Iranian president cancels interview with CNN reporter who refused to wear headscarf

AA / Ankara / Busra Nur Cakmak

Iranian President Ebrahim Raisi on Thursday canceled an interview with CNN journalist Christiane Amanpour after she refused his request to wear a veil, according to the journalist.

“Demonstrations are on the rise in Iran and women are burning their hijabs following the death of Mahsa Amini last week, following her arrest by the ‘morals police’. Human rights groups say that at least eight people were killed. Last night I had planned to question President Raisi about all of this and more,” Amanpour wrote on Twitter.

And to add: “This was to be the very first interview of President (Ebrahim) Raisi on American soil, during his visit to New York for the General Assembly of the United Nations. After weeks of planning and eight hours of installation of translation equipment, lights and cameras, we were ready. But no sign of President Raisi”.

A aide to the president approached Amanpour 40 minutes after the scheduled start of the interview and asked him to wear a headscarf “because these are the holy months of Muharram and Safar”.

Amanpour said he refused the request.

“We are in New York, where there is no law or tradition regarding the wearing of the veil. I pointed out that no previous Iranian president has required this when I interviewed them outside Iran” , she said.

According to Amanpour, the collaborator “made it clear to him that the interview wouldn’t take place if I didn’t wear a veil. He said it was a ‘matter of respect’ and referred to the ‘situation in Iran’, alluding to the protests rocking the country”.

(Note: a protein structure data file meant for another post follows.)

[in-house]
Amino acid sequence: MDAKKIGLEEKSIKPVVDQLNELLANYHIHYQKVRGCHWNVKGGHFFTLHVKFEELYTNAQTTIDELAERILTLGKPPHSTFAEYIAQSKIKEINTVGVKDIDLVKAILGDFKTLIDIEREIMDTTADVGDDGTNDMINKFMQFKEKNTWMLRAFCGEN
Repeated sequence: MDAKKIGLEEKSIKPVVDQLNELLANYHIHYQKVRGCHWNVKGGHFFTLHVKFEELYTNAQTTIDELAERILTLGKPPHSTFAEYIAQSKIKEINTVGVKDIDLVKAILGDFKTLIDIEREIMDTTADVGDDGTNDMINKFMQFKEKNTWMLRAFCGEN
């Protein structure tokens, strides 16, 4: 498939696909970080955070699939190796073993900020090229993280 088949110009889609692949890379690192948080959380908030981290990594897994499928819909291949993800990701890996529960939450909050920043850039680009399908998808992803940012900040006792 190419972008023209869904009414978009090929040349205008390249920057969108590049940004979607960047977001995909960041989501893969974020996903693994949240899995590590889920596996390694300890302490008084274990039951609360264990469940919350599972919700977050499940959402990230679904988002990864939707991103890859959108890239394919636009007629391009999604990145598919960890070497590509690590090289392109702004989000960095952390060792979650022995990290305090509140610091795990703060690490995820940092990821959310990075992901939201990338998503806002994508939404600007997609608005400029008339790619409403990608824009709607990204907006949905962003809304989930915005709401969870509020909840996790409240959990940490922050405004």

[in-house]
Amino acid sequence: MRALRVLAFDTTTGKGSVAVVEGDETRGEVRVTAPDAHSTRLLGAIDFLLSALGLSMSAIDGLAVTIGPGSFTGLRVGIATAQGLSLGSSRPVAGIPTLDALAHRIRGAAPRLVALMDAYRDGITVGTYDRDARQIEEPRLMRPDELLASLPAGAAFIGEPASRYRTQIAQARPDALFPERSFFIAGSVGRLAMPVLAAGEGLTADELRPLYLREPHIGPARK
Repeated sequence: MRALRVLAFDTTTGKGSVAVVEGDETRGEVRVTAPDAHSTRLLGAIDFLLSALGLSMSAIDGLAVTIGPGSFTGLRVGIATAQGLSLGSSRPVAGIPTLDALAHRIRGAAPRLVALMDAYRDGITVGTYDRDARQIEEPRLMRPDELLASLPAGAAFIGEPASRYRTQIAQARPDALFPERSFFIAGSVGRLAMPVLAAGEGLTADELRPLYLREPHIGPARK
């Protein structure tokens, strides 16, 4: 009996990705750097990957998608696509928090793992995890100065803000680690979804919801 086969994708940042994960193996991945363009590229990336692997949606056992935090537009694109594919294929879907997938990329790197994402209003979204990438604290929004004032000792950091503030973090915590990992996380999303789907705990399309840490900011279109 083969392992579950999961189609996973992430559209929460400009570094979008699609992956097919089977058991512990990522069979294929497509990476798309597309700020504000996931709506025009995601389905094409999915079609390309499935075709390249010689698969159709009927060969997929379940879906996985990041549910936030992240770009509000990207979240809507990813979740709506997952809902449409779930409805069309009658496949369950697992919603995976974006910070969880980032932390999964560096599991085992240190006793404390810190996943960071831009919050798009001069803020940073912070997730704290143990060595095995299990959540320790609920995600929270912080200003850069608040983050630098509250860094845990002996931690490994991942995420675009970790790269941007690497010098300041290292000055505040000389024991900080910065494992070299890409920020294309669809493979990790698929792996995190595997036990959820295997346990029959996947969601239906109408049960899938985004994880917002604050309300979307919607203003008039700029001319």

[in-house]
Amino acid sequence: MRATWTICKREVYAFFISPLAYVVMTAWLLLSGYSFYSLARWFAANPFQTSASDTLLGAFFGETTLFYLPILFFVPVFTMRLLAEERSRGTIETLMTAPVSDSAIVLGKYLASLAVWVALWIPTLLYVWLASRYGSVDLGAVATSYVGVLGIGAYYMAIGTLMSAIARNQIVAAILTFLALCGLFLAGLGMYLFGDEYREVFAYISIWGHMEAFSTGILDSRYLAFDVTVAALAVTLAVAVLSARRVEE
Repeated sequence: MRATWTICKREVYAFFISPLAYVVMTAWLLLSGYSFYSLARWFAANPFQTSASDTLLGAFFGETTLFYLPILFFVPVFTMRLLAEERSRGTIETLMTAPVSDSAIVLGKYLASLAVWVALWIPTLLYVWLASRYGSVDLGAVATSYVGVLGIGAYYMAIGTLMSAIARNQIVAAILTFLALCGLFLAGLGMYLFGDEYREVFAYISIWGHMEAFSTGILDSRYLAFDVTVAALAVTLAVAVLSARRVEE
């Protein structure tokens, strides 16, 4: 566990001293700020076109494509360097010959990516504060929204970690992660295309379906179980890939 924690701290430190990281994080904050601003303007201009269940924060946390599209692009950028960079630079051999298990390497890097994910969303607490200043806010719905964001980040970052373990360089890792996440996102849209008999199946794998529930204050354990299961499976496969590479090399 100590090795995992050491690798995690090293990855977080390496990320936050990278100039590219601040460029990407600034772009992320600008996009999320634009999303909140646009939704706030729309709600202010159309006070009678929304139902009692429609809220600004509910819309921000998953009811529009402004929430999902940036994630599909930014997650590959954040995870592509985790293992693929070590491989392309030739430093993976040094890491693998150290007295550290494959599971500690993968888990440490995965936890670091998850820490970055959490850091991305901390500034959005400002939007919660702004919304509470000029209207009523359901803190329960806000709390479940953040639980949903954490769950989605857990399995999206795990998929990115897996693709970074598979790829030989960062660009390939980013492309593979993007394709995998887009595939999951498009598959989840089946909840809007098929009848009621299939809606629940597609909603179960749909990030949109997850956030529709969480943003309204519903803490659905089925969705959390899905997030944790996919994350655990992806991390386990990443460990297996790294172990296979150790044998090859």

The internationally recognized journalist and her team then withdrew, explaining that she could not accept “this unexpected and unprecedented condition.”

“The interview did not take place. As protests continue in Iran and people are killed, this would have been an important time to speak with President Raisi,” she said.

Mahsa Amini, 22, was arrested for allegedly wearing her hijab improperly. Authorities have sought to blame her death on a heart attack, but her family and many Iranians have dismissed that claim, saying she was the victim of police brutality.

Her father, Amjad Amini, told BBC Persian on Wednesday that authorities refused to allow him to see his daughter’s body after she died.

“They are lying. They are telling lies. Everything is a lie (…) I begged, they did not want to let me see my daughter”, he declared, adding: “I have no idea what they did to him.”

Amjad Amini said his daughter’s body was completely wrapped up for burial except for her feet and face when he was finally allowed to see her. Bruises were visible on his feet, he claimed.

At least nine Iranians have been killed in protests sparked by the young woman’s death.

*Translated from English by Mourad Belhaj


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